by Harry Parmenter
The place to be in the SCV last Saturday was Santa Clarita Lanes, and more specifically, the OTB section of the bowling alley. OTB, for the uninitiated, stands for “off-track betting.” In other words, it’s the place where you can separate yourself from your money while the ponies run on TV. On this particular day, Justify was going for the greatest achievement in horse racing: The Triple Crown. Yes, action —a chance to feel that adrenaline rush crash and burn.
The sign on Soledad advertised “Belmont Stakes Saturday … Go Justify.” ‘Round midday, the joint was jumping. A giant rec room harboring a C-shaped bar, two dozen screens live from racetracks across the land, tables, chairs, a couple hundred people within and without at adjacent screens (and, of course the festive lanes, day-glow vibe and people having a blast trying to knock down those ten pins), three betting windows and twice as many computers to lay your money down in hopes of winning – which, if you do, is much sweeter than making money at an actual job.
The Triple Crown is comparable to the NBA or NHL championships, both of which had been won in the previous 48 hours. The Crown consists of three races within a five-week span: The Kentucky Derby, The Preakness and The Belmont Stakes. Justify had won the first two events in Louisville rain and Baltimore mud, but the weather in Belmont, New York was beautiful where 90,000 people gathered while millions of others watched and wagered around the globe.
Inside the OTB, people pored over their racing forms and programs, studying cell phones while hunched over a hunch, trying to decide what to lay on which horse, which trainer, which jockey, the elusive trifecta of success; early lick or a finisher, a horse in a spot or moving up/down in class; the favorites, the long shots, the wildcards, anything for a golden ticket, instead of a loser crumpled and tossed on the floor in disgust, watching that hard-earned cash go down the drain. Winning is the thing, right smack into the wallet with a cluster of bills and a double shot of Anejo down the pipe.
Personally, I had been doing my own blind research that week, reading this, that and this again, then began the day with a workout to try to get in mental and physical tune with that elusive intuition, the gut instinct to zero in on victory and have the nice lady cashier hand me back more money than I gave her … a tall order.
I parked in the boiling hot sun and went inside, scoping out the place, wandering around until I found what I hoped would be my Castaneda power spot, a face in the crowd a few feet from the betting window, the bar and screens showing Golden Gate Park, Santa Anita and Belmont, not to mention the Angels game. I laid three bucks down to show (third or above; to place is second or first; win is a win, natch) on a couple of long shots in the 7th at Santa Anita, the beautiful Arcadia venue with a breathtaking view of the San Gabriel Mountains. Getting my feet wet, trying to find that rhythm. It worked: one of the horses finished third and I broke even.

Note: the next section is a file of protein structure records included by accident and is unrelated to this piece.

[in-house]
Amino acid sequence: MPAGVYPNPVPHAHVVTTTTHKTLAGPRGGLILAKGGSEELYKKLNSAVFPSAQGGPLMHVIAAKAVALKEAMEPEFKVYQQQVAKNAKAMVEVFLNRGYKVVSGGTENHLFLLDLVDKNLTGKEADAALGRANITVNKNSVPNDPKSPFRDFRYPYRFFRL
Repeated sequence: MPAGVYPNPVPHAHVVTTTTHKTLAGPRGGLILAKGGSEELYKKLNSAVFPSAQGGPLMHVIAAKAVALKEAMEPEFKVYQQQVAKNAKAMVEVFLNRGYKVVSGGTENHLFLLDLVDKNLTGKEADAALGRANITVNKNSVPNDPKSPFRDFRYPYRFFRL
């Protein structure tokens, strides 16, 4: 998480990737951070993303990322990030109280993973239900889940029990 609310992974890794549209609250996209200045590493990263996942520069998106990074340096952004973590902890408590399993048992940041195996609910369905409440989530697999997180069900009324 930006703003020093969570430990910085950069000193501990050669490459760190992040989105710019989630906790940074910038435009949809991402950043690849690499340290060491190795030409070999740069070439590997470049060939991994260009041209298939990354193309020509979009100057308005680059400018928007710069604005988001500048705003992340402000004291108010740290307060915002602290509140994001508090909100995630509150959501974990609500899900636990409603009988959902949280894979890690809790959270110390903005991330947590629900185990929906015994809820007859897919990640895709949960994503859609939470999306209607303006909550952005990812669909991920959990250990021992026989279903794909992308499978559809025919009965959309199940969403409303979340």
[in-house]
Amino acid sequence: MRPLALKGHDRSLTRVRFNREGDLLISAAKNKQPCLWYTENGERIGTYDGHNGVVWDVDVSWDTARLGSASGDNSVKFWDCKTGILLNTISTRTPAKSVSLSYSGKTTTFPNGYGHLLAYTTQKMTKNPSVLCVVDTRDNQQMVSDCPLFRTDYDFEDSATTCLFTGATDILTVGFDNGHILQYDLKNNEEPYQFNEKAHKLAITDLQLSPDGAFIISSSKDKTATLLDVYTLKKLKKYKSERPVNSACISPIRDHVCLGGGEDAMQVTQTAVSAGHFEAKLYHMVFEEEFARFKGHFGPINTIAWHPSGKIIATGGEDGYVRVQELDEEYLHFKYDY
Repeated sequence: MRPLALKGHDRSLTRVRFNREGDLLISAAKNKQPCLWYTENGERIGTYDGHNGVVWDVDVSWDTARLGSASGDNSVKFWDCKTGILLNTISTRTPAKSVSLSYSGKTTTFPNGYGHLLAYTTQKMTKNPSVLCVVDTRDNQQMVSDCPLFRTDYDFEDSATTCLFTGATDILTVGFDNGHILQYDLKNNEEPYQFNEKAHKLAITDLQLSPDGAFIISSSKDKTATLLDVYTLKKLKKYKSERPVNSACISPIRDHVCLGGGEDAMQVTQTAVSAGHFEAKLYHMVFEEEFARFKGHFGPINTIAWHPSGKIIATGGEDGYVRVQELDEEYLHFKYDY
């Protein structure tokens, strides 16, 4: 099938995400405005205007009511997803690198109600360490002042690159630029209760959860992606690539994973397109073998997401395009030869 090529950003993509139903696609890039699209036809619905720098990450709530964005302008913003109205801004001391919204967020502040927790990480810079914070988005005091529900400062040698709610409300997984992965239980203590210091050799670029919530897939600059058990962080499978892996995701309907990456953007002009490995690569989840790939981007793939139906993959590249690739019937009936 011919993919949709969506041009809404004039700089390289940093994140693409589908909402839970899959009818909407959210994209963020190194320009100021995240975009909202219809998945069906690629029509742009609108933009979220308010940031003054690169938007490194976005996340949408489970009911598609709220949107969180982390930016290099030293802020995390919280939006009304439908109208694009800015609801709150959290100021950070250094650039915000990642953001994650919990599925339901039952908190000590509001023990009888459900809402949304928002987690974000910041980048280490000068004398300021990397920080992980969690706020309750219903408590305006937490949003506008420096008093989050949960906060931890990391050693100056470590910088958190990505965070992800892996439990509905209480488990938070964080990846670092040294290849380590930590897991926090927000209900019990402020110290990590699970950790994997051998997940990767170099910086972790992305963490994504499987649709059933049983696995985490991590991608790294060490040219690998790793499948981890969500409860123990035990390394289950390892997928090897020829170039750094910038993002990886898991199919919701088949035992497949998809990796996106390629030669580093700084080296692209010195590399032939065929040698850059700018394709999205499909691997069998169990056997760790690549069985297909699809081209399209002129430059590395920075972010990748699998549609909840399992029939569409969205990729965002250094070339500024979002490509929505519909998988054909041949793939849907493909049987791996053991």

Then, it was an hour wait for The Main Event. I strolled. The crowd was predominantly male, blue collar, working people, millennial-free, and an apolitical zone. I saw an electrician who had done some work at my house years ago, and another guy who looked vaguely familiar wearing a black t-shirt with white and red lettering: “Alcatraz: Psycho Ward Outpatient.” Smokers waited outside. Retirees, racing forms, and shorthand. Day laborers. Vodka and false teeth. A hard-core racing crowd, pondering, deciding, betting. A hot little room. No country club. I walked up to the window and laid it all down on Justify, heavy favorite odds taking five bucks to win four, but it felt like destiny.
Finally, the horses entered the starting gate in New York. “And they’re off!” Actually in the OTB there was no audio, no frantic announcer rattling off the race, just the silent screen and the pack of horses as they broke, separated and galloped. At a mile and a half, The Belmont is the longest race of The Triple Crown and there went Justify immediately to the front after drawing the challenging pole position. Nine other horses gave chase. It was close for a bit and then he began to pull away, slowly, inexorably, around the gentle curves of the long track, then here came a couple of challengers, but no … they never really challenged him … he ran easily, almost without urgency. A beautiful creature to behold, the crowd volume in the rec room rising, shouting, urging him on, Justify thundering, pulling away, closing, WINNING THE TRIPLE CROWN! THE THRILL OF IT ALL!
Savoring my triumph and not wanting it to end, I stuck around in the thinning crowd for the 8th at Santa Anita as Team Justify celebrated in the winner’s circle on the adjacent screen. And damned if I didn’t pick another winner at 3-1 and roll out the door flush, a rare pleasure for this amateur as the odds, like the house, are against you.
As I stepped into the late afternoon the smell of smoke hit me. Familiar hazy burnt orange cracked the sky and I could see tiny ash flakes swirling in the Sand Canyon air. KHTS reported another fire, off the 5 by Calgrove. The adrenaline burn was back, but with a side of queasiness. The OTB isn’t the only gamble in the SCV.